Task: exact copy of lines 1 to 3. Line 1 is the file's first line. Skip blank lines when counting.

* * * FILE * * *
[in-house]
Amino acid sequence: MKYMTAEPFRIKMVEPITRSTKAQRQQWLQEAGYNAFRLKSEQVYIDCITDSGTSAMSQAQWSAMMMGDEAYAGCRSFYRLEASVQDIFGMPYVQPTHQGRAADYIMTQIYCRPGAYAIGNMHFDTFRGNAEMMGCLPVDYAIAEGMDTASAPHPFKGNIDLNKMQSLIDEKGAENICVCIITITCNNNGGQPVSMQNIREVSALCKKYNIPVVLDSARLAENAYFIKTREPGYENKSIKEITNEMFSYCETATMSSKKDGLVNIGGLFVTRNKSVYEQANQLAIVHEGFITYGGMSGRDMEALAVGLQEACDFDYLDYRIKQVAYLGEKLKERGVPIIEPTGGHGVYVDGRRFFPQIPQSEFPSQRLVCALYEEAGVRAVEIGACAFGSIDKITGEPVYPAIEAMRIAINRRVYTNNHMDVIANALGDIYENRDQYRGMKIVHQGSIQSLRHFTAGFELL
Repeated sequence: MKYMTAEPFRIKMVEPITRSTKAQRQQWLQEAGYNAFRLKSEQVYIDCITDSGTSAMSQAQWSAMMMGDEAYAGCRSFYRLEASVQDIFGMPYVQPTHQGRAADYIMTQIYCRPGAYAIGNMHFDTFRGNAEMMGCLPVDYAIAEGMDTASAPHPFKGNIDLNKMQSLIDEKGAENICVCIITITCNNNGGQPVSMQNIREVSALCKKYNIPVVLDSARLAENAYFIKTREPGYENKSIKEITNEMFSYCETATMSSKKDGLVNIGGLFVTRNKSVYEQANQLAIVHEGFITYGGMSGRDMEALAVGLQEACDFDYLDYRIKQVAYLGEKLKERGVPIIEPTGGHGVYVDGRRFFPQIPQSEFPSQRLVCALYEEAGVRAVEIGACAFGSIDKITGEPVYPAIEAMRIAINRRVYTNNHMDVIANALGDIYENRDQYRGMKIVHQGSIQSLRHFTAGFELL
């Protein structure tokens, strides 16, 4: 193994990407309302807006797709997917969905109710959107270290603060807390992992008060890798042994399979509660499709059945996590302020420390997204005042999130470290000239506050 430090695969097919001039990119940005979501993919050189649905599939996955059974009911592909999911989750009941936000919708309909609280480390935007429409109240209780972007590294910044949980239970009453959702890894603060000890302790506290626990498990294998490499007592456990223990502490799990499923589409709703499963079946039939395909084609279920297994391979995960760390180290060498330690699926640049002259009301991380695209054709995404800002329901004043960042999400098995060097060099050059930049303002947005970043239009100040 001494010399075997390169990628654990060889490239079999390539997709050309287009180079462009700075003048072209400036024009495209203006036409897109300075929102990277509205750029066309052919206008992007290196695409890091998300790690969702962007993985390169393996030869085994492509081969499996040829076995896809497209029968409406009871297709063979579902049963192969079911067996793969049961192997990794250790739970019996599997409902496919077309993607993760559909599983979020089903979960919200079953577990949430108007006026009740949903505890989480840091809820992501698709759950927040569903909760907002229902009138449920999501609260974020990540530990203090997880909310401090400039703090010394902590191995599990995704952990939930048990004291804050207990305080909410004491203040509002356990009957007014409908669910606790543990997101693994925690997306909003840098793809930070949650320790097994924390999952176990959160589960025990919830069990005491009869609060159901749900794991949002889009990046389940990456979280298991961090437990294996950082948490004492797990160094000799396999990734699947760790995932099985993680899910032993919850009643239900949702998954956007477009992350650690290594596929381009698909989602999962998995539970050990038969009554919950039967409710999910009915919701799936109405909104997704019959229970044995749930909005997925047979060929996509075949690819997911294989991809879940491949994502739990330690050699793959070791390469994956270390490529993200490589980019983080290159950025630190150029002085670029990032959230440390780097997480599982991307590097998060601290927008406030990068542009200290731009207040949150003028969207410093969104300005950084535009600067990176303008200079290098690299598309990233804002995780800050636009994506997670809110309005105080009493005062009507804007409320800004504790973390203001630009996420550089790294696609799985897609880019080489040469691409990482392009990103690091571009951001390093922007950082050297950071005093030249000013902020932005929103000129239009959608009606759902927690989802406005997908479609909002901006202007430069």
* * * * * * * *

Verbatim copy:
[in-house]
Amino acid sequence: MKYMTAEPFRIKMVEPITRSTKAQRQQWLQEAGYNAFRLKSEQVYIDCITDSGTSAMSQAQWSAMMMGDEAYAGCRSFYRLEASVQDIFGMPYVQPTHQGRAADYIMTQIYCRPGAYAIGNMHFDTFRGNAEMMGCLPVDYAIAEGMDTASAPHPFKGNIDLNKMQSLIDEKGAENICVCIITITCNNNGGQPVSMQNIREVSALCKKYNIPVVLDSARLAENAYFIKTREPGYENKSIKEITNEMFSYCETATMSSKKDGLVNIGGLFVTRNKSVYEQANQLAIVHEGFITYGGMSGRDMEALAVGLQEACDFDYLDYRIKQVAYLGEKLKERGVPIIEPTGGHGVYVDGRRFFPQIPQSEFPSQRLVCALYEEAGVRAVEIGACAFGSIDKITGEPVYPAIEAMRIAINRRVYTNNHMDVIANALGDIYENRDQYRGMKIVHQGSIQSLRHFTAGFELL
Repeated sequence: MKYMTAEPFRIKMVEPITRSTKAQRQQWLQEAGYNAFRLKSEQVYIDCITDSGTSAMSQAQWSAMMMGDEAYAGCRSFYRLEASVQDIFGMPYVQPTHQGRAADYIMTQIYCRPGAYAIGNMHFDTFRGNAEMMGCLPVDYAIAEGMDTASAPHPFKGNIDLNKMQSLIDEKGAENICVCIITITCNNNGGQPVSMQNIREVSALCKKYNIPVVLDSARLAENAYFIKTREPGYENKSIKEITNEMFSYCETATMSSKKDGLVNIGGLFVTRNKSVYEQANQLAIVHEGFITYGGMSGRDMEALAVGLQEACDFDYLDYRIKQVAYLGEKLKERGVPIIEPTGGHGVYVDGRRFFPQIPQSEFPSQRLVCALYEEAGVRAVEIGACAFGSIDKITGEPVYPAIEAMRIAINRRVYTNNHMDVIANALGDIYENRDQYRGMKIVHQGSIQSLRHFTAGFELL